“If animals are on the road, you continue driving. Do not hit the brakes.”
A Russian blogger, Valeria Lyubarskaya, with 1.3 million YouTube subscribers and 870,000 Instagram followers has advised people to run over animals on the road, companion or wild animal, if the animal appears in front of them while driving.
The argument is that if there is a car behind it might hit your car and cause an accident. You may be hurt. Therefore it makes sense not to stop if a cat or dog is on the road and you are approaching it.
In her own words she said:
“Dear drivers, remember that if any creature appears on the road while you are driving, especially if there are lots of cars around, just run over it. Do you understand that?
The life of a stray animal is not worth the life of a human being.
The popular blogger recounted a previous incident involving her mum and a stray cat and she concluded by saying:
One last time, remember, if animals are on the road, you continue driving. Do not hit the brakes.
Yes, you may feel sorry afterwards, for sure. But your life is a lot more valuable. A lot more valuable.”
Lyubarskaya provided the advice after her boyfriend made an emergency stop in his car while she was a passenger. A stray dog had wandered out in front of their car.
She said that they were driving along a motorway and suddenly a “stupid dog ran into the road”. She said that her boyfriend “reacted badly and slammed on the brakes. The dog managed to run away unscathed.”
Okay, that is her opinion on how to deal with cats and dogs or any other animal wild or domestic running onto the road in front of your car. You’re meant to run that animal over in order to avoid a potential accident. There’s been a reaction online which is unsurprising. For example, one blogger wrote:
“Dear drivers, remember, if you see Lyubarskaya on the road, run her over. She is not worth the life of a human being.”
Another person agreed with Lyubarskaya because they said that that is what you were taught a driving school. I presume that the person means what you are to taught at driving school in Russia.
What should the advice have been?
So what should you do if an animal runs out in front in your car? The answer must depend upon the circumstances.
If, for example, you have time to look into your rear view mirror and notice that there are no cars behind you then you should stop to let the animal pass. You might be able to swerve around the animal if you are able to check the road ahead and the road behind. The point I’m making is that Lyubarskaya has provided general advice. It is indiscriminate advice and unrefined. It is an absolute advice which says that you run over the animal on every occasion without applying any discretion.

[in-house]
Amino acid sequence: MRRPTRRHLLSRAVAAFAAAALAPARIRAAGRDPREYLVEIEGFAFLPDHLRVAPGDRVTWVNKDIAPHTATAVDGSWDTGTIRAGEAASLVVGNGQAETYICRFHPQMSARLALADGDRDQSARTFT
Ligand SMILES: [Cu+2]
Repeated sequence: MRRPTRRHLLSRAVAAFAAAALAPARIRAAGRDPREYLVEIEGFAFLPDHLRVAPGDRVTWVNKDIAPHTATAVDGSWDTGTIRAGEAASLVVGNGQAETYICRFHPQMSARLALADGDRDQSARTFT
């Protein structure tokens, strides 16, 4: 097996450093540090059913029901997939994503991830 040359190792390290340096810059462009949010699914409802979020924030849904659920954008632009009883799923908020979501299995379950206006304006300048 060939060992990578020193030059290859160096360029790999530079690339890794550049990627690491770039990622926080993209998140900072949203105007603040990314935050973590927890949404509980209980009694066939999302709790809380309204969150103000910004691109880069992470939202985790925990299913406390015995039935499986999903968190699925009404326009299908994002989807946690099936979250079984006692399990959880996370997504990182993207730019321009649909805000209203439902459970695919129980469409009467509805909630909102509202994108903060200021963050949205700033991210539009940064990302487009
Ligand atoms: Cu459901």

As I said, it depends on the circumstances. If you can stop, stop in the name of decency and behaving humanely. If it is impossible to stop then you can’t and you won’t. If the animal is very large then it is clearly sensible to stop otherwise you might hurt yourself and the animal at the same time.
My distinct impression is that most people will try and avoid an animal on the road. This is because it is instinctive behaviour to behave decently. Notwithstanding that observation, there are people on the road who deliberately drive over cats if, regrettably, there is a cat on the road because they hate cats.
These people should be decried. They are unpleasant people. It’s about decency, common sense and taking a humane view. Her point of view that animals are not as valuable as people is a very commonly held viewpoint. But it cannot form the basis of a decision in this instance because you cannot make a presumption that this is about one life set against another. The question is: Can you avoid the animal?
Further, if you can avoid the animal, you should stop the car at the earliest opportunity and then try and rescue that animal from the road if possible and without endangering your life.